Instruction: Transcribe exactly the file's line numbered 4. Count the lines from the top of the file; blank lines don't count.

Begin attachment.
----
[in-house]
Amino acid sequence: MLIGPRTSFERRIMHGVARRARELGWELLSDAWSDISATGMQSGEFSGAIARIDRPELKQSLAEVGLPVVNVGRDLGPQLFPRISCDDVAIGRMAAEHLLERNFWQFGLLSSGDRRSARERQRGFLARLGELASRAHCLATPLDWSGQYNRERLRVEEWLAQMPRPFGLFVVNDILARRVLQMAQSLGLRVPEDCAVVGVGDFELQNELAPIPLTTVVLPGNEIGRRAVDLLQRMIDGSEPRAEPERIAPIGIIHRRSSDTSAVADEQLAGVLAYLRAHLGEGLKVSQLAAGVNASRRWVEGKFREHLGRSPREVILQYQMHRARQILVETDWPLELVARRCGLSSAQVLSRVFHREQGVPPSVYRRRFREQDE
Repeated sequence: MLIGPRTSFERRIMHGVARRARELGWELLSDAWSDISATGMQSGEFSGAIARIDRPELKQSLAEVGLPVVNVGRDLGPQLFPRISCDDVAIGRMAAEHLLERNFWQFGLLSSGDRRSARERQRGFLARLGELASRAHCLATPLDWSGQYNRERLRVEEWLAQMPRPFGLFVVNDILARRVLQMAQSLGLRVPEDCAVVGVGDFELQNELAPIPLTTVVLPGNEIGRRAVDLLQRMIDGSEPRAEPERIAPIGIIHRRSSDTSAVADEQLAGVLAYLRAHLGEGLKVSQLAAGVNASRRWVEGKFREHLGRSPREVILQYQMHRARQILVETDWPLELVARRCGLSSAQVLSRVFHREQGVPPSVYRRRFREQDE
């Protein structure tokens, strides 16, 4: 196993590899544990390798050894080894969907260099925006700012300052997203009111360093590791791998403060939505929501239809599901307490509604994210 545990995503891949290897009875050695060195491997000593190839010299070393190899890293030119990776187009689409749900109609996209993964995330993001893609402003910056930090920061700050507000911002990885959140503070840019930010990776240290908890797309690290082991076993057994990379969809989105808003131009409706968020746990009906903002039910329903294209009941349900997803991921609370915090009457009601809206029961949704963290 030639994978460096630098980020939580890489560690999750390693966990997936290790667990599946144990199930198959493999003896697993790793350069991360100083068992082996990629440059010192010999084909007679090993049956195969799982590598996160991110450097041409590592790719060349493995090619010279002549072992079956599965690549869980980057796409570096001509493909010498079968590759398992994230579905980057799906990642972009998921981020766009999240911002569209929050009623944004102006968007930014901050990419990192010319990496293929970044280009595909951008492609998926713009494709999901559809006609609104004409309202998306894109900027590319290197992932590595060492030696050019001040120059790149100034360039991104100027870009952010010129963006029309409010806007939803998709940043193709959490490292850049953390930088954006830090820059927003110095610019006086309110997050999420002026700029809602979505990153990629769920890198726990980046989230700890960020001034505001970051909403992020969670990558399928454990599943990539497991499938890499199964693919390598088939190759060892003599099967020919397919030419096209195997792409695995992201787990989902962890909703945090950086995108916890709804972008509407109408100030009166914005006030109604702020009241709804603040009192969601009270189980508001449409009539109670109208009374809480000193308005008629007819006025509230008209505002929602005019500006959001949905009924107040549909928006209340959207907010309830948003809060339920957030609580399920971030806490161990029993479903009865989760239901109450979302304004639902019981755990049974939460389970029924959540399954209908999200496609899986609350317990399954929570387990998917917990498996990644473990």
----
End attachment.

């Protein structure tokens, strides 16, 4: 196993590899544990390798050894080894969907260099925006700012300052997203009111360093590791791998403060939505929501239809599901307490509604994210 545990995503891949290897009875050695060195491997000593190839010299070393190899890293030119990776187009689409749900109609996209993964995330993001893609402003910056930090920061700050507000911002990885959140503070840019930010990776240290908890797309690290082991076993057994990379969809989105808003131009409706968020746990009906903002039910329903294209009941349900997803991921609370915090009457009601809206029961949704963290 030639994978460096630098980020939580890489560690999750390693966990997936290790667990599946144990199930198959493999003896697993790793350069991360100083068992082996990629440059010192010999084909007679090993049956195969799982590598996160991110450097041409590592790719060349493995090619010279002549072992079956599965690549869980980057796409570096001509493909010498079968590759398992994230579905980057799906990642972009998921981020766009999240911002569209929050009623944004102006968007930014901050990419990192010319990496293929970044280009595909951008492609998926713009494709999901559809006609609104004409309202998306894109900027590319290197992932590595060492030696050019001040120059790149100034360039991104100027870009952010010129963006029309409010806007939803998709940043193709959490490292850049953390930088954006830090820059927003110095610019006086309110997050999420002026700029809602979505990153990629769920890198726990980046989230700890960020001034505001970051909403992020969670990558399928454990599943990539497991499938890499199964693919390598088939190759060892003599099967020919397919030419096209195997792409695995992201787990989902962890909703945090950086995108916890709804972008509407109408100030009166914005006030109604702020009241709804603040009192969601009270189980508001449409009539109670109208009374809480000193308005008629007819006025509230008209505002929602005019500006959001949905009924107040549909928006209340959207907010309830948003809060339920957030609580399920971030806490161990029993479903009865989760239901109450979302304004639902019981755990049974939460389970029924959540399954209908999200496609899986609350317990399954929570387990998917917990498996990644473990």